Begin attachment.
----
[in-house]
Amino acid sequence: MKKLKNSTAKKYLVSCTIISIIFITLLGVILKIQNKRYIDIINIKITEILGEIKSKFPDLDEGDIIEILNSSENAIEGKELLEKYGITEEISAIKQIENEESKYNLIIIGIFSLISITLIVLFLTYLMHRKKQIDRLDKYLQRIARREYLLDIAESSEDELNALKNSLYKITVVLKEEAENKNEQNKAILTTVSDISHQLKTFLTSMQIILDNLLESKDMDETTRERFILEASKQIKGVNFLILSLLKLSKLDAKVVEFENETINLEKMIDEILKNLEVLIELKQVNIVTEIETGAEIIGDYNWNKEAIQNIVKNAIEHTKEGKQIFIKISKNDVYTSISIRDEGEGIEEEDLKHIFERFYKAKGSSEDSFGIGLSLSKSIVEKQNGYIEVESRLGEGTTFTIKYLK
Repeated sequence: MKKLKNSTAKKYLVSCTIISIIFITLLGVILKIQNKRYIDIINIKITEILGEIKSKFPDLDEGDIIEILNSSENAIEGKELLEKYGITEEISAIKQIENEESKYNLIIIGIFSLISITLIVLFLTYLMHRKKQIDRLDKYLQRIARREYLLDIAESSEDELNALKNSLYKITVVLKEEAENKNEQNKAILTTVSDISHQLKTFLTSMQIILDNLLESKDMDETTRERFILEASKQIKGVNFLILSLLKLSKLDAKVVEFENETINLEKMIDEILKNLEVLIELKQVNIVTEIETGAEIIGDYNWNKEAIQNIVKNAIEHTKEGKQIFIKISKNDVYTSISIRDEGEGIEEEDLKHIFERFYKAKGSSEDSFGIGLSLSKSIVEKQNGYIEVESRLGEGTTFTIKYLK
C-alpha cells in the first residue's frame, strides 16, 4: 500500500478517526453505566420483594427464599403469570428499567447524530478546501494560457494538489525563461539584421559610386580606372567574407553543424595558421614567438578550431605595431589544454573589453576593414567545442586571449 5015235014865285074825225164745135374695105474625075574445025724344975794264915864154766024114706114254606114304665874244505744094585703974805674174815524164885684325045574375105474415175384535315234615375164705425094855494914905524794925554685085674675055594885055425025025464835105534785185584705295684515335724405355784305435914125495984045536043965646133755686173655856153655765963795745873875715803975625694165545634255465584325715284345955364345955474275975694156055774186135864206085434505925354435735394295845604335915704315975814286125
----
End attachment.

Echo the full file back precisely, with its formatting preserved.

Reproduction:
[in-house]
Amino acid sequence: MKKLKNSTAKKYLVSCTIISIIFITLLGVILKIQNKRYIDIINIKITEILGEIKSKFPDLDEGDIIEILNSSENAIEGKELLEKYGITEEISAIKQIENEESKYNLIIIGIFSLISITLIVLFLTYLMHRKKQIDRLDKYLQRIARREYLLDIAESSEDELNALKNSLYKITVVLKEEAENKNEQNKAILTTVSDISHQLKTFLTSMQIILDNLLESKDMDETTRERFILEASKQIKGVNFLILSLLKLSKLDAKVVEFENETINLEKMIDEILKNLEVLIELKQVNIVTEIETGAEIIGDYNWNKEAIQNIVKNAIEHTKEGKQIFIKISKNDVYTSISIRDEGEGIEEEDLKHIFERFYKAKGSSEDSFGIGLSLSKSIVEKQNGYIEVESRLGEGTTFTIKYLK
Repeated sequence: MKKLKNSTAKKYLVSCTIISIIFITLLGVILKIQNKRYIDIINIKITEILGEIKSKFPDLDEGDIIEILNSSENAIEGKELLEKYGITEEISAIKQIENEESKYNLIIIGIFSLISITLIVLFLTYLMHRKKQIDRLDKYLQRIARREYLLDIAESSEDELNALKNSLYKITVVLKEEAENKNEQNKAILTTVSDISHQLKTFLTSMQIILDNLLESKDMDETTRERFILEASKQIKGVNFLILSLLKLSKLDAKVVEFENETINLEKMIDEILKNLEVLIELKQVNIVTEIETGAEIIGDYNWNKEAIQNIVKNAIEHTKEGKQIFIKISKNDVYTSISIRDEGEGIEEEDLKHIFERFYKAKGSSEDSFGIGLSLSKSIVEKQNGYIEVESRLGEGTTFTIKYLK
C-alpha cells in the first residue's frame, strides 16, 4: 500500500478517526453505566420483594427464599403469570428499567447524530478546501494560457494538489525563461539584421559610386580606372567574407553543424595558421614567438578550431605595431589544454573589453576593414567545442586571449 5015235014865285074825225164745135374695105474625075574445025724344975794264915864154766024114706114254606114304665874244505744094585703974805674174815524164885684325045574375105474415175384535315234615375164705425094855494914905524794925554685085674675055594885055425025025464835105534785185584705295684515335724405355784305435914125495984045536043965646133755686173655856153655765963795745873875715803975625694165545634255465584325715284345955364345955474275975694156055774186135864206085434505925354435735394295845604335915704315975814286125